August 23, 2004
Contact: Renee Paul, USA Public Relations at (251) 460-6640

National Park Service Funds USA's Search for Fort Louis

The Friends of Old Mobile in conjunction with the University of South Alabama Center for Archaeological Studies will soon renew the search for archaeological remains of Fort Louis in Axis, Ala., following a $33,400 grant from the National Park Service's National Center for Preservation Technology and Training.

Headquarters of the French colony of Louisiane, Fort Louis was situated on Twenty Seven Mile Bluff at the site of Old Mobile, the first permanent European colonial town on the U.S. Gulf Coast.

French house site at Old Mobile
Once a French house site at Old Mobile is uncovered by careful excavation, the archaeologists map and photograph the soil features revealed beneath the surface. Differences in soil color and texture are valuable clues to the location and nature of the structures. The reddish soil color evident here was caused by the destruction by fire of Structure 5.
The excavation team demonstrates recording procedures. On the left, Catherine Potter sketches a 2x2 meter excavation unit using a plotting frame. On the tower, Jody Badillo photographs the site, while Warren Carruth uses a surveyor's transit to pinpoint the location of a feature at the spot designated by Amy Carruth, who holds a metric stadia rod.

USA began a long-term archaeological study of Old Mobile in 1989, and while much of the town has been investigated, the location of Fort Louis de la Louisiane is not yet known.

The first attempts to locate the fort began in December 2001 under the direction of Dr. Gregory Waselkov, director of USA's Center for Archaeological Studies. He led the search using three non-invasive remote sensing technologies--earth conductivity, magnetometry and thermal imaging.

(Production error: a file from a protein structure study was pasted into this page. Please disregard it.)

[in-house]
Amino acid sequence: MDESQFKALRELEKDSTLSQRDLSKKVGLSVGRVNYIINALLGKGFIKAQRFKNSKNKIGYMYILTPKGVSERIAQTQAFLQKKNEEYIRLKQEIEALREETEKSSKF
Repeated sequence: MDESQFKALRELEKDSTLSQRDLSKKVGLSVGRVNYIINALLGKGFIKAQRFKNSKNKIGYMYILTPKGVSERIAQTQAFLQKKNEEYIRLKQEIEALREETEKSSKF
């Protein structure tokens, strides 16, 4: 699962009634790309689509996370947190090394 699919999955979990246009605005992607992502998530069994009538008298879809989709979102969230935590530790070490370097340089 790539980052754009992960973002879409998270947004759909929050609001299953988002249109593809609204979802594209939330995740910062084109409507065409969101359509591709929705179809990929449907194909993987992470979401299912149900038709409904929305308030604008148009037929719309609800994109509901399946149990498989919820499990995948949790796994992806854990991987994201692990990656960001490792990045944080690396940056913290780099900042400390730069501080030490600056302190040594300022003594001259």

The NCPTT grant will allow Waselkov this winter to employ two additional remote sensing techniques-electrical resistivity and ground penetrating radar-to comb areas covered three years ago. The objective is not only to locate Fort Louis, but also to evaluate the effectiveness of the five modern remote-sensing technologies in conditions common to the Gulf coastal plain.

"All five of these methods involve using electronics to find out what's below the ground without actually disturbing it," Waselkov explained. "Now you don't have to dig to get data."

In recent years, Waselkov said the archaeology team has dug several exploratory trenches in the area where they thought the fort might be located, but the work was very slow and tedious.

"It's not a very efficient way to do it," Waselkov said. "We could miss the fort by an inch or two and not ever know. Instead of blindly trenching, I thought it would be best to bring out these other two technologies."

Waselkov's comparative study of the remote sensing technologies and the continued search for Fort Louis was made possible through the steadfast support of the Friends of Old Mobile Inc., a non-profit organization founded in 1990 to preserve, explore and document the history of Old Mobile.

"These new detection methods will give NCPTT hard evidence of the value of each of these modern technologies that can be used at other archaeological sites throughout the country," said Joy Klotz, president of the Friends of Old Mobile. "With a bit of good fortune, we may also see the mystery of the location of Fort Louis solved."

For more information contact Renee Paul, USA Public Relations at (251) 460-6640.

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